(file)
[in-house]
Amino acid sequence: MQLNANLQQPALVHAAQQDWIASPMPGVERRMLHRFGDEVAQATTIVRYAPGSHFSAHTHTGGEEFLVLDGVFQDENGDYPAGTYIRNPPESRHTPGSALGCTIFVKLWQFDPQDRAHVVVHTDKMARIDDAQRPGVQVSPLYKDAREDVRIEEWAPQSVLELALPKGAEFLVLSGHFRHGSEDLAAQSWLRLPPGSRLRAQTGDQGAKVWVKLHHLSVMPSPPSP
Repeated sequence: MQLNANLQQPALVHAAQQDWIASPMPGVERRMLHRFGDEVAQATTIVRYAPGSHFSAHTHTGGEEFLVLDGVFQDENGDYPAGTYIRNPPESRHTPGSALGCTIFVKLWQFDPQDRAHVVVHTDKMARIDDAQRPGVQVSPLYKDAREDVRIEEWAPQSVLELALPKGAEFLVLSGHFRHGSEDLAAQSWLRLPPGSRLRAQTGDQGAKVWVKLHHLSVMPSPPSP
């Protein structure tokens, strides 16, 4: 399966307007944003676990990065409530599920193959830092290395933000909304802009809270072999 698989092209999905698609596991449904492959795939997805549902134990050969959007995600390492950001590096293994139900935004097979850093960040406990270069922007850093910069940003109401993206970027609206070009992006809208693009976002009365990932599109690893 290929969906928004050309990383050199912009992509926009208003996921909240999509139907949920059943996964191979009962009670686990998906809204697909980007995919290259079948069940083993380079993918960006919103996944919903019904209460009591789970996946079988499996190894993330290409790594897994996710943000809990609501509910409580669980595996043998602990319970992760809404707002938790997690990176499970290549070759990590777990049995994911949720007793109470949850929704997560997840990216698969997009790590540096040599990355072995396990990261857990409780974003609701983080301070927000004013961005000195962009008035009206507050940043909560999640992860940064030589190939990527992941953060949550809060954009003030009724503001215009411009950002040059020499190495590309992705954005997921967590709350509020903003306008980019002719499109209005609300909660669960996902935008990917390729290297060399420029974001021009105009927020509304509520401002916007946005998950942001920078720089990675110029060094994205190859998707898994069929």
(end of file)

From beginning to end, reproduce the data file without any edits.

[in-house]
Amino acid sequence: MQLNANLQQPALVHAAQQDWIASPMPGVERRMLHRFGDEVAQATTIVRYAPGSHFSAHTHTGGEEFLVLDGVFQDENGDYPAGTYIRNPPESRHTPGSALGCTIFVKLWQFDPQDRAHVVVHTDKMARIDDAQRPGVQVSPLYKDAREDVRIEEWAPQSVLELALPKGAEFLVLSGHFRHGSEDLAAQSWLRLPPGSRLRAQTGDQGAKVWVKLHHLSVMPSPPSP
Repeated sequence: MQLNANLQQPALVHAAQQDWIASPMPGVERRMLHRFGDEVAQATTIVRYAPGSHFSAHTHTGGEEFLVLDGVFQDENGDYPAGTYIRNPPESRHTPGSALGCTIFVKLWQFDPQDRAHVVVHTDKMARIDDAQRPGVQVSPLYKDAREDVRIEEWAPQSVLELALPKGAEFLVLSGHFRHGSEDLAAQSWLRLPPGSRLRAQTGDQGAKVWVKLHHLSVMPSPPSP
């Protein structure tokens, strides 16, 4: 399966307007944003676990990065409530599920193959830092290395933000909304802009809270072999 698989092209999905698609596991449904492959795939997805549902134990050969959007995600390492950001590096293994139900935004097979850093960040406990270069922007850093910069940003109401993206970027609206070009992006809208693009976002009365990932599109690893 290929969906928004050309990383050199912009992509926009208003996921909240999509139907949920059943996964191979009962009670686990998906809204697909980007995919290259079948069940083993380079993918960006919103996944919903019904209460009591789970996946079988499996190894993330290409790594897994996710943000809990609501509910409580669980595996043998602990319970992760809404707002938790997690990176499970290549070759990590777990049995994911949720007793109470949850929704997560997840990216698969997009790590540096040599990355072995396990990261857990409780974003609701983080301070927000004013961005000195962009008035009206507050940043909560999640992860940064030589190939990527992941953060949550809060954009003030009724503001215009411009950002040059020499190495590309992705954005997921967590709350509020903003306008980019002719499109209005609300909660669960996902935008990917390729290297060399420029974001021009105009927020509304509520401002916007946005998950942001920078720089990675110029060094994205190859998707898994069929």